Kris Hogquist is named the Laboratory Medicine and Pathology Vice Chair for Research
Congratulations to Kris Hogquist who has been named the Department of Laboratory Medicine and Pathology's Vice Chair for Research.
HOGQUIST NAMED LMP VICE CHAIR FOR RESEARCH
Kris Hogquist has been named Laboratory Medicine and Pathology Vice Chair for Research. In this new role, Kris will serve as chair of the Research Advisory Committee (RAC), provide an avenue for peer review of grant applications, identify strategic initiatives to expand on the department’s existing research accomplishments and help support the chair’s research vision for the department.
Kris holds the David M. Brown Endowed Professorship and is Associate Director of the Center for Immunology. In 2015, she was inducted into the AHC Academies for Excellence in Health Research. Her citation reads: "Kristin Hogquist is widely recognized by the international scientific community for her many important contributions to the field of immunology. Her work helped to put the University of Minnesota on the map as a major international center for immunology research.”
Kris was honored with the Dean's Distinguished Research Lectureship (DDRL) in 2016. The DDRL is awarded to outstanding faculty members who are selected to share their research stories which detail the state of the science when they entered the field, changes that emerged due to their work, and plans or predictions for the future of medicine and basic science research. Kris's lecture was entitled "Why do we need a thymus?" She described her research on the thymus, what the ancient Greek physician Galen called the "organ of mystery," and how the thymus selects and "educates" T lymphocytes in their early development.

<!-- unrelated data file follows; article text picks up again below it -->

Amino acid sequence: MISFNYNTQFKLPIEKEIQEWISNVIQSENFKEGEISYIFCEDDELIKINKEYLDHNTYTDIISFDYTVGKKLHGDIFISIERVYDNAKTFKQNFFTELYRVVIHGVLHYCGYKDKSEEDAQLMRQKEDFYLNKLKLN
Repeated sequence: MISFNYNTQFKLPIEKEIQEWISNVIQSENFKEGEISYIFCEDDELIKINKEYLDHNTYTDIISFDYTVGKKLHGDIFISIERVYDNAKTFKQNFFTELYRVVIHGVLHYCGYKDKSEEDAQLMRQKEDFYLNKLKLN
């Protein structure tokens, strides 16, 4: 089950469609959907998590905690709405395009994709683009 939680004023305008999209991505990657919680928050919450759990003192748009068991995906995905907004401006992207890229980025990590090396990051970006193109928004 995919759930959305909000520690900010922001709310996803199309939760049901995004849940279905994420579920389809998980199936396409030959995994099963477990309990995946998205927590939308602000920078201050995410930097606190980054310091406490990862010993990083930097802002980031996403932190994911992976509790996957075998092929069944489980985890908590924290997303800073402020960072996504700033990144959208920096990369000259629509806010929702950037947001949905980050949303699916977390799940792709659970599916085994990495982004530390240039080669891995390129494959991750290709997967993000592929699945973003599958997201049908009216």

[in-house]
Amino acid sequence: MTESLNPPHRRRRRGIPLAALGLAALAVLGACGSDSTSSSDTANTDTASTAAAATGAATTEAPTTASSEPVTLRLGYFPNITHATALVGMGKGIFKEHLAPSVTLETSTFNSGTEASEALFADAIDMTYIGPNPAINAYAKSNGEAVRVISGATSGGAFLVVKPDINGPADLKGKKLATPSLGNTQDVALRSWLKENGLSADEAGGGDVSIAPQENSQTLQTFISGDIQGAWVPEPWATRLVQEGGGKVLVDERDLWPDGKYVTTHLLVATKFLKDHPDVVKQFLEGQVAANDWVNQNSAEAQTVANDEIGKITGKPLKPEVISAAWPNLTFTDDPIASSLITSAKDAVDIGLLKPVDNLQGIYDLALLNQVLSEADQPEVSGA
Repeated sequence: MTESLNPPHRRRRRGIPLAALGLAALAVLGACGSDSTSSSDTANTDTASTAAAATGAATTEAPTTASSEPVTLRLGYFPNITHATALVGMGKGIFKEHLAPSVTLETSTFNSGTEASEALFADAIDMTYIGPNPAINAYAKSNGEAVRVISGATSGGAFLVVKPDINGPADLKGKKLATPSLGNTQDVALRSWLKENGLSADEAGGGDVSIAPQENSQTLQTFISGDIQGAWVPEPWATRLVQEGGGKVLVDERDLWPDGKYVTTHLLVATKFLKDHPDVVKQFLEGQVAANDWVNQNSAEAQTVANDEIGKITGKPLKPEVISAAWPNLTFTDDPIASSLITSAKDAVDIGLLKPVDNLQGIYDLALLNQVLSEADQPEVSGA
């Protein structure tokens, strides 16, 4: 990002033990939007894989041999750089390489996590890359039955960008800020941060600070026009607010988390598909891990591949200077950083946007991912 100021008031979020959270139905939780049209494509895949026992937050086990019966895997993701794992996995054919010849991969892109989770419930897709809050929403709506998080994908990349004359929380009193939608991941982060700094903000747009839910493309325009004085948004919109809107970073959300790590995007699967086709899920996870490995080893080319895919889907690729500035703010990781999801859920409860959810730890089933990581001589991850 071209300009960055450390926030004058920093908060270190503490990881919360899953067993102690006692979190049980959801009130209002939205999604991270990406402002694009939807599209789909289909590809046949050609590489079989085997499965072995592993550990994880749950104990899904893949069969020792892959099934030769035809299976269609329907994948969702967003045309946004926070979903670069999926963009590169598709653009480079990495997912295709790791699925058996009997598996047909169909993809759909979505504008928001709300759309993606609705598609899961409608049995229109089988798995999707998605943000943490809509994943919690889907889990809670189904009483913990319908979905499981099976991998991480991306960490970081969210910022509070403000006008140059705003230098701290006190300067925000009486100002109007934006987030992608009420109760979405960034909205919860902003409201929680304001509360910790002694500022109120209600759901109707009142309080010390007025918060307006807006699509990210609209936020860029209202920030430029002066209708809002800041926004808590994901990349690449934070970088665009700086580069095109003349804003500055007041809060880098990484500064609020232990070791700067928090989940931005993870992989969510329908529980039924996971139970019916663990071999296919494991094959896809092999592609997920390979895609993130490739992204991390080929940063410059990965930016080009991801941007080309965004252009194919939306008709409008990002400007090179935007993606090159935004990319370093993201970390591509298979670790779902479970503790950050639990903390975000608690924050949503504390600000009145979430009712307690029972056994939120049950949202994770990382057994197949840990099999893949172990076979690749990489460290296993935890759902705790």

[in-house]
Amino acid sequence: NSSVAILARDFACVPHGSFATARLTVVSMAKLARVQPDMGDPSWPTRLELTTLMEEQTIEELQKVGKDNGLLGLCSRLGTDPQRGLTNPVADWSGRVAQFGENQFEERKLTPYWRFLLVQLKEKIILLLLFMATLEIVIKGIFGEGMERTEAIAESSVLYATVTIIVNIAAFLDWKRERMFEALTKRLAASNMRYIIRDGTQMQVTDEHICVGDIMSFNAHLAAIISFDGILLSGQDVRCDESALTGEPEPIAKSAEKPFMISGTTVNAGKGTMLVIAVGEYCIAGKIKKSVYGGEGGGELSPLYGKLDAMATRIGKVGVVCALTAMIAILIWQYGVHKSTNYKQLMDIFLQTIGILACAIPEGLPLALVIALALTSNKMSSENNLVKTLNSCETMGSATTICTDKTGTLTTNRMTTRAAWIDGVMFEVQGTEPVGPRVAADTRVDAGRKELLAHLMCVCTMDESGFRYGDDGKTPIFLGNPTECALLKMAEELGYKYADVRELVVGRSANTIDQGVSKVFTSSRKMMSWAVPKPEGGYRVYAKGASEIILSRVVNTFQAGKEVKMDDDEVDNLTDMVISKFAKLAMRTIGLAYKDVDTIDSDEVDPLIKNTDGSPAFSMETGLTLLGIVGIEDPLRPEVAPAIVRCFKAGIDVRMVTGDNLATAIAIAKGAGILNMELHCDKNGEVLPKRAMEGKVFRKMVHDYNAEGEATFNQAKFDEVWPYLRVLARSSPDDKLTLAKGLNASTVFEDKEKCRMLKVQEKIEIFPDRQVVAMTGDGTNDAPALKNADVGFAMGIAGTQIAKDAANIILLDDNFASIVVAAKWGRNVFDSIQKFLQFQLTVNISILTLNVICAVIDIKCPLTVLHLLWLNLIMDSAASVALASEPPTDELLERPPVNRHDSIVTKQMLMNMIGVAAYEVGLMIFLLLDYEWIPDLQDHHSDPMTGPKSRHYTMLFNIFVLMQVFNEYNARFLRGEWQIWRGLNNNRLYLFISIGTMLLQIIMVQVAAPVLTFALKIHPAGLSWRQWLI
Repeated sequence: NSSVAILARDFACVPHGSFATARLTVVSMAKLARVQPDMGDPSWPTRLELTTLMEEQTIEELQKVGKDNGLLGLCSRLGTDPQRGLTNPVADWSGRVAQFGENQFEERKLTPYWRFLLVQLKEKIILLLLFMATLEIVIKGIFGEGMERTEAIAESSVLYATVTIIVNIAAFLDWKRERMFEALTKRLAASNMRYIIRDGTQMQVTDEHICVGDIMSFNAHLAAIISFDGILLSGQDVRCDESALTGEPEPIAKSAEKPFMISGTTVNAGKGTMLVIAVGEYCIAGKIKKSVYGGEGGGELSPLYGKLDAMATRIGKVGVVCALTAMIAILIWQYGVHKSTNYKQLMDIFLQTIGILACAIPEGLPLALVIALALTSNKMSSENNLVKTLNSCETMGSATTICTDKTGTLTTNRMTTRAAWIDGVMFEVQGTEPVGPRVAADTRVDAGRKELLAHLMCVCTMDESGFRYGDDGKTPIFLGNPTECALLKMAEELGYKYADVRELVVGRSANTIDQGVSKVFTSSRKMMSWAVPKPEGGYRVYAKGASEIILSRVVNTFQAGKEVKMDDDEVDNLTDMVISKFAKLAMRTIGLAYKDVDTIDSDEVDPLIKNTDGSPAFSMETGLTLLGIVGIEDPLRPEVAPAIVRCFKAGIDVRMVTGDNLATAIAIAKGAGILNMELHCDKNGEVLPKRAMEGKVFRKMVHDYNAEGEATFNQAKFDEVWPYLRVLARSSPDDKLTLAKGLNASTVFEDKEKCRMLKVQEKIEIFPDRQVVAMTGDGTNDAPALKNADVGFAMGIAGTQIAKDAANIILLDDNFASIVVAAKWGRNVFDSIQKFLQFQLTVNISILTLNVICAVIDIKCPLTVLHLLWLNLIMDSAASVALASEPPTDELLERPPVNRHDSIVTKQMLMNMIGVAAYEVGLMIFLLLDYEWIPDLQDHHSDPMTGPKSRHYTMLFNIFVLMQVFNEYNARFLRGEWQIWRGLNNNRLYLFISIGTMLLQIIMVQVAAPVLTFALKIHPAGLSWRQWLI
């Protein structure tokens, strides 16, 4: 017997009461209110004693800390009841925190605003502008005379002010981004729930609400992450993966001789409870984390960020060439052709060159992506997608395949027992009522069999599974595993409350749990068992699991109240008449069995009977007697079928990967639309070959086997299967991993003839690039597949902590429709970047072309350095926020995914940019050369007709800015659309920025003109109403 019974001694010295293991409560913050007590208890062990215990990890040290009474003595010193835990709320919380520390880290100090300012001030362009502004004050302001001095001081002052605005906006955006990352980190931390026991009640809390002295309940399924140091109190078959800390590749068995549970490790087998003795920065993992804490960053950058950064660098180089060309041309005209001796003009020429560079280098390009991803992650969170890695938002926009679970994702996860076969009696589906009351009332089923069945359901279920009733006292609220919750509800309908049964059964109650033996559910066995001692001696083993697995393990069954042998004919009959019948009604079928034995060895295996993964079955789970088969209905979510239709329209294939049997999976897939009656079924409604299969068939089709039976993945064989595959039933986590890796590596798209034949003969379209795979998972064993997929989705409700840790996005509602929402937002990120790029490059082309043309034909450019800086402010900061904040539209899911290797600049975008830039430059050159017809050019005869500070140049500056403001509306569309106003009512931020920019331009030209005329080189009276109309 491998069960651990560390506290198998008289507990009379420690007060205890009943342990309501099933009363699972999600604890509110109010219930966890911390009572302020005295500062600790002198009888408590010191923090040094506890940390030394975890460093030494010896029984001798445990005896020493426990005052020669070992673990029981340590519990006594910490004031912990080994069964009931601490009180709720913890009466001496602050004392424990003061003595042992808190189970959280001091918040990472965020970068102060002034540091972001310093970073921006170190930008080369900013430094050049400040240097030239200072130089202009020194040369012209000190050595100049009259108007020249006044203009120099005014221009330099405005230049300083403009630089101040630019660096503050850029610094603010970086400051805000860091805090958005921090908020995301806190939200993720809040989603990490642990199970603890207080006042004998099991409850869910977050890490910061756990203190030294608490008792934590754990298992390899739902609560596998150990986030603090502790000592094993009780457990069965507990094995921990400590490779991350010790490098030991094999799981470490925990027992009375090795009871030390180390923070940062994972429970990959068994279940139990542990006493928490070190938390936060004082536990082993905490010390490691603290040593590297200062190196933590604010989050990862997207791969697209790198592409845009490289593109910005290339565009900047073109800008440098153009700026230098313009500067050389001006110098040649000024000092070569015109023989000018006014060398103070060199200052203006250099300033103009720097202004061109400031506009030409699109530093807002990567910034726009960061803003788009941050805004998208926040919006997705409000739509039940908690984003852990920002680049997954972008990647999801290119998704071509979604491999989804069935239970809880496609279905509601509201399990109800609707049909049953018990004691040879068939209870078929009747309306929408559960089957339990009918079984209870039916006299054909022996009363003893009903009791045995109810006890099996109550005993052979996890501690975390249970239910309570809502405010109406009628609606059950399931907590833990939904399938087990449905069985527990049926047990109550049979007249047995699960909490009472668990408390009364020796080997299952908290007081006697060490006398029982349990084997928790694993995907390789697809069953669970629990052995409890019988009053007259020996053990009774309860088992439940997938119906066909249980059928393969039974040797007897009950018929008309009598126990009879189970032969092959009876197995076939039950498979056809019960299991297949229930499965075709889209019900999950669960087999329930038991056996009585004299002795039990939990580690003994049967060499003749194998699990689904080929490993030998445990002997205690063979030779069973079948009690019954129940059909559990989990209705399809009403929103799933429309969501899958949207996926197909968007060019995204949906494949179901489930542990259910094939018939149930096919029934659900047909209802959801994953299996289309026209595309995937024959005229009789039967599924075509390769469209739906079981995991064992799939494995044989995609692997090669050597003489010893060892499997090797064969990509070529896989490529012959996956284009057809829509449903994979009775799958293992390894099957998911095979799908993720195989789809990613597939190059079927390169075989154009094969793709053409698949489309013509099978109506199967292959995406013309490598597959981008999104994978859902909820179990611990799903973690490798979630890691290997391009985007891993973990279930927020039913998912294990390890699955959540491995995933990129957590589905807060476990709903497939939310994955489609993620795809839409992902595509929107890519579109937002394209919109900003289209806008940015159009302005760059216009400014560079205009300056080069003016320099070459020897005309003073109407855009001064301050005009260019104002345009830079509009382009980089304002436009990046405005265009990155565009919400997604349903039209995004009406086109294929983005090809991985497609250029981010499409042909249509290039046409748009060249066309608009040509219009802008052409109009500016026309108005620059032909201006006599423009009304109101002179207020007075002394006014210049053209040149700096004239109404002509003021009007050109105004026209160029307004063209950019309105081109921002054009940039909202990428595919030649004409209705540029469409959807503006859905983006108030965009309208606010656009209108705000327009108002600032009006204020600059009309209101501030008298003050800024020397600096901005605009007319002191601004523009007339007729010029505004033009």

Kris received the American Association of Immunologists (AAI) Distinguished Service Award in 2014 for her outstanding service to the immunology community as Chair of the AAI Program Committee, 2009–2012.
Kris's research program is focused on T cell development in the thymus, particularly positive and negative selection, tolerance, and T cell selection in immune homeostasis and response. Her group identified the first naturally occurring self-peptides involved in the positive selection of T cells and studied their affinities for the T-cell receptor when bound to MHC, providing evidence for an affinity model of thymic selection. She has published more than 140 research and review papers and three book chapters. Her paper T cell receptor antagonist peptides induce positive selection, published in Cell in 1994, was selected as a “Pillars of Immunology” article by the Journal of Immunology.
Kris received a bachelor's degree from the College of St. Catherine in St. Paul. She earned her doctoral degree in Immunology from Washington University in St. Louis and did post-doctoral work at the University of Washington, where she first became interested in T cell development. She started as an Assistant Professor in our department in 1995. She has trained over 25 graduate students and post-doctoral fellows and maintains a strong interest in mentoring the next generation of scientists.
Source: email announcement made by Dr. Leo Furcht, September 6, 2018